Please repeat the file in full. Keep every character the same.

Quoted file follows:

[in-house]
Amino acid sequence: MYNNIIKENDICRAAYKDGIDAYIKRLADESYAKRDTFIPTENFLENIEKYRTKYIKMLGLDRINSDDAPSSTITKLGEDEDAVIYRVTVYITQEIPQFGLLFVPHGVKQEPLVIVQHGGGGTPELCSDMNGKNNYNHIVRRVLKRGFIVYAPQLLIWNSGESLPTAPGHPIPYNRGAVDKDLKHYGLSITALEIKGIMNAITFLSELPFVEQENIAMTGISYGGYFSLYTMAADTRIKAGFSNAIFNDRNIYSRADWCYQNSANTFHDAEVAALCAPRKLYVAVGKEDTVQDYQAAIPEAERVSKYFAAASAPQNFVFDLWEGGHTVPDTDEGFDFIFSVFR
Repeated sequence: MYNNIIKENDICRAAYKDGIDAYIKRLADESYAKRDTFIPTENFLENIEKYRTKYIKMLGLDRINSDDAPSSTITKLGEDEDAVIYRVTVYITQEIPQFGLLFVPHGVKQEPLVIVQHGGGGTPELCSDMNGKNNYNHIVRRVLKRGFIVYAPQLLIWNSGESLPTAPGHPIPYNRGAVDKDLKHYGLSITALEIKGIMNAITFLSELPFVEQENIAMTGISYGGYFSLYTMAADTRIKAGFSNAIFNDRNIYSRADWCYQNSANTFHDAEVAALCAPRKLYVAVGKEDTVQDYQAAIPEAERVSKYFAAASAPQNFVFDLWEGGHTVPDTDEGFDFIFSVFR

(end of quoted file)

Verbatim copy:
[in-house]
Amino acid sequence: MYNNIIKENDICRAAYKDGIDAYIKRLADESYAKRDTFIPTENFLENIEKYRTKYIKMLGLDRINSDDAPSSTITKLGEDEDAVIYRVTVYITQEIPQFGLLFVPHGVKQEPLVIVQHGGGGTPELCSDMNGKNNYNHIVRRVLKRGFIVYAPQLLIWNSGESLPTAPGHPIPYNRGAVDKDLKHYGLSITALEIKGIMNAITFLSELPFVEQENIAMTGISYGGYFSLYTMAADTRIKAGFSNAIFNDRNIYSRADWCYQNSANTFHDAEVAALCAPRKLYVAVGKEDTVQDYQAAIPEAERVSKYFAAASAPQNFVFDLWEGGHTVPDTDEGFDFIFSVFR
Repeated sequence: MYNNIIKENDICRAAYKDGIDAYIKRLADESYAKRDTFIPTENFLENIEKYRTKYIKMLGLDRINSDDAPSSTITKLGEDEDAVIYRVTVYITQEIPQFGLLFVPHGVKQEPLVIVQHGGGGTPELCSDMNGKNNYNHIVRRVLKRGFIVYAPQLLIWNSGESLPTAPGHPIPYNRGAVDKDLKHYGLSITALEIKGIMNAITFLSELPFVEQENIAMTGISYGGYFSLYTMAADTRIKAGFSNAIFNDRNIYSRADWCYQNSANTFHDAEVAALCAPRKLYVAVGKEDTVQDYQAAIPEAERVSKYFAAASAPQNFVFDLWEGGHTVPDTDEGFDFIFSVFR